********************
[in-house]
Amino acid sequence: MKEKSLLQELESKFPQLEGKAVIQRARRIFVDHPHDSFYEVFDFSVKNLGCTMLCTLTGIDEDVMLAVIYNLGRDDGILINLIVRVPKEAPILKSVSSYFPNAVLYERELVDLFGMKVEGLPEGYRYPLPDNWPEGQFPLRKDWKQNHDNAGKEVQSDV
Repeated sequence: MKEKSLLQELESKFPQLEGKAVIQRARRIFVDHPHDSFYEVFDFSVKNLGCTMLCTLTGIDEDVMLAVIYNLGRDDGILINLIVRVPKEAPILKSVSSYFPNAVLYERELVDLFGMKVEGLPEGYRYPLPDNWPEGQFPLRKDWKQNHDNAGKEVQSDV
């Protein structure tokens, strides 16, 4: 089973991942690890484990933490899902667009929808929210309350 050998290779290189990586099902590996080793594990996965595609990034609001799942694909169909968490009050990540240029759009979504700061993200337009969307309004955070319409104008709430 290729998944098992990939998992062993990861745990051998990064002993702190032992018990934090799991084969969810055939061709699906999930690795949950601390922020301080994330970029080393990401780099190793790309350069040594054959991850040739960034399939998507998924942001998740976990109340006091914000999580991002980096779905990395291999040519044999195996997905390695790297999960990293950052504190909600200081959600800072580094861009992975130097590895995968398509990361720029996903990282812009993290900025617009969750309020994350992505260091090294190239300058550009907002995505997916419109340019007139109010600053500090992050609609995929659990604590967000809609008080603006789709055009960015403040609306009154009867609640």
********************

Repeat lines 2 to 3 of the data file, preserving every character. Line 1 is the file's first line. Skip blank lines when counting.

Amino acid sequence: MKEKSLLQELESKFPQLEGKAVIQRARRIFVDHPHDSFYEVFDFSVKNLGCTMLCTLTGIDEDVMLAVIYNLGRDDGILINLIVRVPKEAPILKSVSSYFPNAVLYERELVDLFGMKVEGLPEGYRYPLPDNWPEGQFPLRKDWKQNHDNAGKEVQSDV
Repeated sequence: MKEKSLLQELESKFPQLEGKAVIQRARRIFVDHPHDSFYEVFDFSVKNLGCTMLCTLTGIDEDVMLAVIYNLGRDDGILINLIVRVPKEAPILKSVSSYFPNAVLYERELVDLFGMKVEGLPEGYRYPLPDNWPEGQFPLRKDWKQNHDNAGKEVQSDV